Safe Choices 24 – Cialis as therapy?

by Chris Braithwaite

copyright the Chronicle January 19, 2011
Smokey (his choice of a false name) was living quietly in the countryside under the supervision of a single woman when the program that controlled his life, Safe Choices, brought a friend over to visit in 2009.

The two men spent the night in a tent, and there was an opportunity for sexual activity.  That, it seems, was the point.

Smokey, at the time, was an angry and unwilling “consumer” of the Safe Choices program, which was established to treat — and protect the public from — serious sex offenders who are so profoundly mentally disabled that they can’t be tried for their crime.

Smokey got into some trouble as an adolescent, but has never been charged with a sexual offense as an adult.

The friend who was delivered to his home is 31 years older than Smokey and has been convicted of six counts of sexual assault and lewd and lascivious conduct with a child.

He lives under close supervision at Lowell House, one of Safe Choices’ residential facilities, as a condition of his probation.  He can be found on Vermont’s sex offender registry.  (The Chronicle promised Smokey we would not use his friend’s real name, so we’ll call him Joe.)

Establishing a sexual relationship between Smokey and Joe was, as far as it is possible to tell, part of their treatment program in Safe Choices.

It also seems that the program, in its effort to deal with men who, it insists, are sexually dangerous, is concerned for their sexual potency.

In 2006, when Smokey encountered difficulty getting an erection, Safe Choices sent him to a doctor where he was given Cialis, the drug that is heavily advertised on television as a cure for erectile dysfunction.

When Smokey discarded the drug because it made him feel dizzy and nauseous, Kathy Aiken, the coordinator of Safe Choices, wrote a letter to his doctor asking that he be prescribed some more.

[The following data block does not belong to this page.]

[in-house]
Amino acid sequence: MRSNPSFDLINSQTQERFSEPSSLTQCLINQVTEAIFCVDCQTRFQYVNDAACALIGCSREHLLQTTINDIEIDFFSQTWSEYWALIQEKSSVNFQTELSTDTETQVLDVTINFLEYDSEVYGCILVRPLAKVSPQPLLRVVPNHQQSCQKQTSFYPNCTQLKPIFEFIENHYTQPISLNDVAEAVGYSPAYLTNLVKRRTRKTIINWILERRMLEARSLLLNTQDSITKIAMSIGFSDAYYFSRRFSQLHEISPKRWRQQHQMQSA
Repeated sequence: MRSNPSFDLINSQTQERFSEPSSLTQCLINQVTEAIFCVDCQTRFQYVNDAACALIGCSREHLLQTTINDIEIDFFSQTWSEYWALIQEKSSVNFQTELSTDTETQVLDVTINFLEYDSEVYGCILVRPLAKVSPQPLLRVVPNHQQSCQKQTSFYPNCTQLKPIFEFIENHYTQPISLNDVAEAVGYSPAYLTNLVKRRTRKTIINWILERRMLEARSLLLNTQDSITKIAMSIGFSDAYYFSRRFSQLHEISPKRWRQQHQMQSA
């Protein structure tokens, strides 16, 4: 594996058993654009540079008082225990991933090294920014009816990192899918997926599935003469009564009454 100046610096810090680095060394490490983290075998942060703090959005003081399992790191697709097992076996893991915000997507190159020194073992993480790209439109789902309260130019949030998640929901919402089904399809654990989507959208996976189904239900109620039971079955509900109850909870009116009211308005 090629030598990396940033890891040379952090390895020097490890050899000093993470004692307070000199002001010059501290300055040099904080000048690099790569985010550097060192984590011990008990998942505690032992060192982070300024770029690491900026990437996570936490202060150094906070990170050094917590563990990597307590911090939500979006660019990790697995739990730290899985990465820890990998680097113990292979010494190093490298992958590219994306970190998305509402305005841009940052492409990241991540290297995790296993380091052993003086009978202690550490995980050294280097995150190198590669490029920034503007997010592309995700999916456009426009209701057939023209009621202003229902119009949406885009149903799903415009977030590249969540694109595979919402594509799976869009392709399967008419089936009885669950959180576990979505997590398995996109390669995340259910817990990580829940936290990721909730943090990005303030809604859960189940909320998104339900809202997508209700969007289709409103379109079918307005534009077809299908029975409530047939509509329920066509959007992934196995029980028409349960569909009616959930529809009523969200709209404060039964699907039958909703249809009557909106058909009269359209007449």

Smokey outlined this story in an interview in May 2010, shortly after Safe Choices, surprisingly, let him walk away from the program.

He is an engaging man, friendly, extremely talkative, and remarkably well spoken for one whose mental capacity confined him to a decade in a program that angered, embarrassed and confused him.

But he seemed inclined to tell an interviewer what he wanted to hear, and his story was so bizarre that this newspaper set it aside.

Smokey has since obtained copies of his extensive record from Safe Choices, and on Monday he made part of that record available to the Chronicle.  The documents confirm his story.

Smokey said Monday that he is not a homosexual.  He’d like to be in a relationship with a woman, he said, “because I always talked about having a family someday.”

At several points in his records, Smokey talks about particular women he would like to date, and about his sadness when one, who he’d invited to his birthday party, failed to appear.

Did he feel that the Safe Choices staff was pushing him into a sexual relationship with Joe?

“Yeah,” he replied.  “Joe liked me as a best friend.  They found out Joe liked me as more than just a friend.

“Me and Joe did end up together.  It was in a tent, and we didn’t do anything.  We were camping out, just two normal friends.”

Whatever the truth of the matter, Smokey was clearly not believed at Safe Choices.  He continued:

“They said ‘We believe you had intercourse.’  I said no, he slept on the mattress and I slept on the ground.”